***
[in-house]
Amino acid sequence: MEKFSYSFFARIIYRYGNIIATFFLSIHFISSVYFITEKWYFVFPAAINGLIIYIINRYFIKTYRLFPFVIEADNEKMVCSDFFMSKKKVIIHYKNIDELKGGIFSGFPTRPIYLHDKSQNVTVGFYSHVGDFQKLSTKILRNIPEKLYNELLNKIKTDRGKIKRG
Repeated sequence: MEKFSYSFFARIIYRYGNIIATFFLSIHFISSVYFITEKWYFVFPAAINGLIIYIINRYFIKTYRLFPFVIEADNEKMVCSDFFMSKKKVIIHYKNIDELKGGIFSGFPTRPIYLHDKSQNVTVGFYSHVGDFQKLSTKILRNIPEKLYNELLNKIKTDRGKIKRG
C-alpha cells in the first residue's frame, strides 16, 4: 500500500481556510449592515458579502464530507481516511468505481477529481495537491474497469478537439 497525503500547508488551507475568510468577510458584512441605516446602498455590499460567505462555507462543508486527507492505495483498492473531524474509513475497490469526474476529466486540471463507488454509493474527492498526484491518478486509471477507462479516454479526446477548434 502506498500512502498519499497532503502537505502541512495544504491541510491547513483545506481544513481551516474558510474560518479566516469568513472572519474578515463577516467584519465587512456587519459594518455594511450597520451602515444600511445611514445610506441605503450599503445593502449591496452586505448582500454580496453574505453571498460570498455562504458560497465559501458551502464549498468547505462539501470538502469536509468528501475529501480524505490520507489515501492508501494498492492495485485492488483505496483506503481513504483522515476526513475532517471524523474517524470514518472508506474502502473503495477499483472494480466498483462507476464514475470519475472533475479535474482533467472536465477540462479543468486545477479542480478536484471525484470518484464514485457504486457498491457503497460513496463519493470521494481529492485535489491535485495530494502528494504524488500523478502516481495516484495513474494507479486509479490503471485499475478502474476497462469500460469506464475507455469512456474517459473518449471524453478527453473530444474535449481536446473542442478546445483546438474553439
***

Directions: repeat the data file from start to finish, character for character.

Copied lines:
[in-house]
Amino acid sequence: MEKFSYSFFARIIYRYGNIIATFFLSIHFISSVYFITEKWYFVFPAAINGLIIYIINRYFIKTYRLFPFVIEADNEKMVCSDFFMSKKKVIIHYKNIDELKGGIFSGFPTRPIYLHDKSQNVTVGFYSHVGDFQKLSTKILRNIPEKLYNELLNKIKTDRGKIKRG
Repeated sequence: MEKFSYSFFARIIYRYGNIIATFFLSIHFISSVYFITEKWYFVFPAAINGLIIYIINRYFIKTYRLFPFVIEADNEKMVCSDFFMSKKKVIIHYKNIDELKGGIFSGFPTRPIYLHDKSQNVTVGFYSHVGDFQKLSTKILRNIPEKLYNELLNKIKTDRGKIKRG
C-alpha cells in the first residue's frame, strides 16, 4: 500500500481556510449592515458579502464530507481516511468505481477529481495537491474497469478537439 497525503500547508488551507475568510468577510458584512441605516446602498455590499460567505462555507462543508486527507492505495483498492473531524474509513475497490469526474476529466486540471463507488454509493474527492498526484491518478486509471477507462479516454479526446477548434 502506498500512502498519499497532503502537505502541512495544504491541510491547513483545506481544513481551516474558510474560518479566516469568513472572519474578515463577516467584519465587512456587519459594518455594511450597520451602515444600511445611514445610506441605503450599503445593502449591496452586505448582500454580496453574505453571498460570498455562504458560497465559501458551502464549498468547505462539501470538502469536509468528501475529501480524505490520507489515501492508501494498492492495485485492488483505496483506503481513504483522515476526513475532517471524523474517524470514518472508506474502502473503495477499483472494480466498483462507476464514475470519475472533475479535474482533467472536465477540462479543468486545477479542480478536484471525484470518484464514485457504486457498491457503497460513496463519493470521494481529492485535489491535485495530494502528494504524488500523478502516481495516484495513474494507479486509479490503471485499475478502474476497462469500460469506464475507455469512456474517459473518449471524453478527453473530444474535449481536446473542442478546445483546438474553439